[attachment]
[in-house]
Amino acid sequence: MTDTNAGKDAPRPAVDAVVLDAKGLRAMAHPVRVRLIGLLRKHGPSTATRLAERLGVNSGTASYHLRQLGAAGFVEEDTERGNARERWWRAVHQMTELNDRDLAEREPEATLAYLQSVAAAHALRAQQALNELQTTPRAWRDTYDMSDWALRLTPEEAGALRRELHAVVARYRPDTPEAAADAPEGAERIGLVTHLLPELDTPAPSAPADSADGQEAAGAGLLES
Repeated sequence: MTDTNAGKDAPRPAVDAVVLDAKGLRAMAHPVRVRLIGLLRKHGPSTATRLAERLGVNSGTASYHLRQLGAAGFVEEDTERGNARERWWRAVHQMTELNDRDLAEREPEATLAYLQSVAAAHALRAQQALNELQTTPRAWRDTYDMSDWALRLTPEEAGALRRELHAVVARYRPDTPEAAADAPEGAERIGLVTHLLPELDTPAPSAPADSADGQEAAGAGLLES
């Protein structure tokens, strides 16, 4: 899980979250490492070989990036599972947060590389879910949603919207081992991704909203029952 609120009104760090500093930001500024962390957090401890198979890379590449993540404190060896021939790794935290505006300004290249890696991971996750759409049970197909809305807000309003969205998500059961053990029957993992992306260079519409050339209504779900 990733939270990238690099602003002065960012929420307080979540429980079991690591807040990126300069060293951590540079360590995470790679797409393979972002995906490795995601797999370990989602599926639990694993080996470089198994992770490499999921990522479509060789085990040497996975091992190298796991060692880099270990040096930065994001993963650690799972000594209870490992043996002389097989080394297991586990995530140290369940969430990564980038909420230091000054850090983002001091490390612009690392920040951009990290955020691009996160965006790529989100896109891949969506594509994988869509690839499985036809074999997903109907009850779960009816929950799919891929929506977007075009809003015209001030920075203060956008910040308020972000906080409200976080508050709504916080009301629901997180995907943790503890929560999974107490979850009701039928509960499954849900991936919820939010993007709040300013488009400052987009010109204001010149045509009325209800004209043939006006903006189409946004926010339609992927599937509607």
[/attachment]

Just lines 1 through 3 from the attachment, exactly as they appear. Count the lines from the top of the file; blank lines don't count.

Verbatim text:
[in-house]
Amino acid sequence: MTDTNAGKDAPRPAVDAVVLDAKGLRAMAHPVRVRLIGLLRKHGPSTATRLAERLGVNSGTASYHLRQLGAAGFVEEDTERGNARERWWRAVHQMTELNDRDLAEREPEATLAYLQSVAAAHALRAQQALNELQTTPRAWRDTYDMSDWALRLTPEEAGALRRELHAVVARYRPDTPEAAADAPEGAERIGLVTHLLPELDTPAPSAPADSADGQEAAGAGLLES
Repeated sequence: MTDTNAGKDAPRPAVDAVVLDAKGLRAMAHPVRVRLIGLLRKHGPSTATRLAERLGVNSGTASYHLRQLGAAGFVEEDTERGNARERWWRAVHQMTELNDRDLAEREPEATLAYLQSVAAAHALRAQQALNELQTTPRAWRDTYDMSDWALRLTPEEAGALRRELHAVVARYRPDTPEAAADAPEGAERIGLVTHLLPELDTPAPSAPADSADGQEAAGAGLLES